When lifting weights and engaging in aerobic exercise to lose weight and tone your muscles, the American College of Sports Medicine recommends you aim for 1.2 to 1.7 grams of protein per kilogram of body weight (or 0.5 to 0.8 grams per pound). That means if you weigh 150 pounds, you need 75 to 120 grams of protein per day.
That may sound like a lot of protein, but you can easily get the amount of protein your muscles need from whole foods, such as:
- 8 grams from a cup of skim milk
- 7 grams from one large hard-boiled egg
- 27 grams in 3 ounces of cooked lean chicken breast
- 15 grams in 1 cup of cooked chickpeas
- 17 grams in a 7-ounce container of nonfat Greek yogurt
- 8 grams in 1 cup of cooked quinoa
In addition to helping you build more calorie-burning muscle, protein also supports your weight-loss efforts. An April 2015 review published in the American Journal of Clinical Nutrition reports that eating a high-protein diet increases satiety so you feel full longer, helping you eat less. Eating more protein also gives your metabolism a bit of a boost because it requires more energy to digest and metabolize protein than carbohydrates and fat.
What About Carbohydrates and Fat?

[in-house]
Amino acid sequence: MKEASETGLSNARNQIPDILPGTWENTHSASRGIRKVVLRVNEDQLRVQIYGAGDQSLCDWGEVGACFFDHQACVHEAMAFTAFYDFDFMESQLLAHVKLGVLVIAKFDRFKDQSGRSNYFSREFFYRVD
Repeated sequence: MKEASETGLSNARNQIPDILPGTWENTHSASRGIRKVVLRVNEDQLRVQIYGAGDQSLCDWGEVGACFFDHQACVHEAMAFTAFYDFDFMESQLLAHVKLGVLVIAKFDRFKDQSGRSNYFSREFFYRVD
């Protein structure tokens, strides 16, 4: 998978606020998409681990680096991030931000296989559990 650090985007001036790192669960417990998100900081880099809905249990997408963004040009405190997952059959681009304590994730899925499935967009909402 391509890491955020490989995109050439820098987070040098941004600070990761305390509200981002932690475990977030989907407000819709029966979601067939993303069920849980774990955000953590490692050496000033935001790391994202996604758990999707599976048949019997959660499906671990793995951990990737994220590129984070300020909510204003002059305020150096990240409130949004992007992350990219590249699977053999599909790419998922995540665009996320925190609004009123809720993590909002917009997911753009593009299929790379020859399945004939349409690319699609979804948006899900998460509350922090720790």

Yes, protein is an essential part of your weight-lifting meal plan, but you can't lose the fat and tone those muscles if you're not getting an adequate supply of carbohydrates and fat. Both carbohydrates and fat provide your body with the energy it needs to maintain your muscle tissue and get through your intense workouts. Getting an adequate supply of carbs and fat also prevents your body from using the protein you're consuming to build muscle as a source of energy.
The National Academies of Sciences, Engineering and Medicine recommends that adults get 45 to 65 percent of their calories from carbohydrates and 20 to 35 percent of their calories from fat. Your specific carbohydrate and fat needs may depend on the amount of protein you need, as well as your daily calorie needs.
For example, if you're following a 2,000-calorie diet and you need 120 grams of protein a day, then you're getting about 25 percent of your calories (480 calories) from protein, leaving you with 1,520 calories to split between carbohydrates and fat, or about 45 to 50 percent of your calories from carbs and 25 to 30 percent from fat.
However, when it comes to the types of carbohydrates and fat you eat on your weight-lifting meal plan, you need to include healthy sources to maximize your nutritional intake. Whole grains, fruits, vegetables, low-fat milk, yogurt and beans are healthy sources of carbohydrates. Vegetable oils, avocados, nuts and seeds are smart fat choices for your weight-lifting meal plan.
Read more: Your Guide to Strength Training for Women
Strength-Training Meal Plan
When it comes to the number of meals you need to eat per day on your strength-training meal plan, there's no hard-and-fast rule. However, eating at regular intervals keeps your body and muscles well-fueled. Harvard Health Publishing suggests you aim for three meals a day to keep hunger levels in check and prevent those uncontrollable snack attacks that cause you to devour an entire box of crackers while you mindlessly watch TV.